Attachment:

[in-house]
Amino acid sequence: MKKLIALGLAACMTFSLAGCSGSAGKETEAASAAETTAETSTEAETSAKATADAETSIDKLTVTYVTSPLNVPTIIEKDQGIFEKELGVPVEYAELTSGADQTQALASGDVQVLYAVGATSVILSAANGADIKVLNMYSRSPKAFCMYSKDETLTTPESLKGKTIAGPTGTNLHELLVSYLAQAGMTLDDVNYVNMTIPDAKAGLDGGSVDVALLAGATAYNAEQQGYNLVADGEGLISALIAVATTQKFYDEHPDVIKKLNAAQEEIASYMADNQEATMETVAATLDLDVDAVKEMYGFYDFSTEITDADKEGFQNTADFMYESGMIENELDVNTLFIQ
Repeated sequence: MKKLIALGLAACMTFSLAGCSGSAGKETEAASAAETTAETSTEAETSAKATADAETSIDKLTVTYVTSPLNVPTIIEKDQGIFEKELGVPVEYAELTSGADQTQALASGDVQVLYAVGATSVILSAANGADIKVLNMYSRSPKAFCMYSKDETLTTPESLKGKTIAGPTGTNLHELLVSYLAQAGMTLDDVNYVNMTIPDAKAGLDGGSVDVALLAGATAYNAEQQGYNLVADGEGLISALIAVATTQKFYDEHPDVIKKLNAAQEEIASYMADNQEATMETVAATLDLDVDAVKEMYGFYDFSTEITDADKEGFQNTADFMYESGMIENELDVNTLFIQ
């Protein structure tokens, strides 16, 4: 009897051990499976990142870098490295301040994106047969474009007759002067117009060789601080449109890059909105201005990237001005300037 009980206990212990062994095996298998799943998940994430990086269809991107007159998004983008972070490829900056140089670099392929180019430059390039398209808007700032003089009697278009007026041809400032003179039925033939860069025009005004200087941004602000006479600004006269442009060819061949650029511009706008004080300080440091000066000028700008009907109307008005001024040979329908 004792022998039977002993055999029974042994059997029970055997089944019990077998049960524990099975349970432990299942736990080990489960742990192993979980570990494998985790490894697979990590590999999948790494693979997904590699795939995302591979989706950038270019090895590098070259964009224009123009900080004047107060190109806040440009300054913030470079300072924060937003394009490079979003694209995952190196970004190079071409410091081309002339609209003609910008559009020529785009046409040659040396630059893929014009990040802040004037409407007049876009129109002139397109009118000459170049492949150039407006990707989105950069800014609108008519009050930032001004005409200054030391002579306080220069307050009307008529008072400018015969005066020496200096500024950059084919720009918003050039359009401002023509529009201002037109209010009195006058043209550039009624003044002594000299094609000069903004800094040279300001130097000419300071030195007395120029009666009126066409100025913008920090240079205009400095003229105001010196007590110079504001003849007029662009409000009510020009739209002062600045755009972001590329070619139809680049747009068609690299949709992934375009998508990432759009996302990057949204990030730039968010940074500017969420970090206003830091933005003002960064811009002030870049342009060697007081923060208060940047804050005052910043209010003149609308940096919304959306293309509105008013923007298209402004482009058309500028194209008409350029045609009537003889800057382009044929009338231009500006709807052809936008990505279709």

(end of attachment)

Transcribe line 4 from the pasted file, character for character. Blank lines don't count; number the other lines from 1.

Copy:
């Protein structure tokens, strides 16, 4: 009897051990499976990142870098490295301040994106047969474009007759002067117009060789601080449109890059909105201005990237001005300037 009980206990212990062994095996298998799943998940994430990086269809991107007159998004983008972070490829900056140089670099392929180019430059390039398209808007700032003089009697278009007026041809400032003179039925033939860069025009005004200087941004602000006479600004006269442009060819061949650029511009706008004080300080440091000066000028700008009907109307008005001024040979329908 004792022998039977002993055999029974042994059997029970055997089944019990077998049960524990099975349970432990299942736990080990489960742990192993979980570990494998985790490894697979990590590999999948790494693979997904590699795939995302591979989706950038270019090895590098070259964009224009123009900080004047107060190109806040440009300054913030470079300072924060937003394009490079979003694209995952190196970004190079071409410091081309002339609209003609910008559009020529785009046409040659040396630059893929014009990040802040004037409407007049876009129109002139397109009118000459170049492949150039407006990707989105950069800014609108008519009050930032001004005409200054030391002579306080220069307050009307008529008072400018015969005066020496200096500024950059084919720009918003050039359009401002023509529009201002037109209010009195006058043209550039009624003044002594000299094609000069903004800094040279300001130097000419300071030195007395120029009666009126066409100025913008920090240079205009400095003229105001010196007590110079504001003849007029662009409000009510020009739209002062600045755009972001590329070619139809680049747009068609690299949709992934375009998508990432759009996302990057949204990030730039968010940074500017969420970090206003830091933005003002960064811009002030870049342009060697007081923060208060940047804050005052910043209010003149609308940096919304959306293309509105008013923007298209402004482009058309500028194209008409350029045609009537003889800057382009044929009338231009500006709807052809936008990505279709």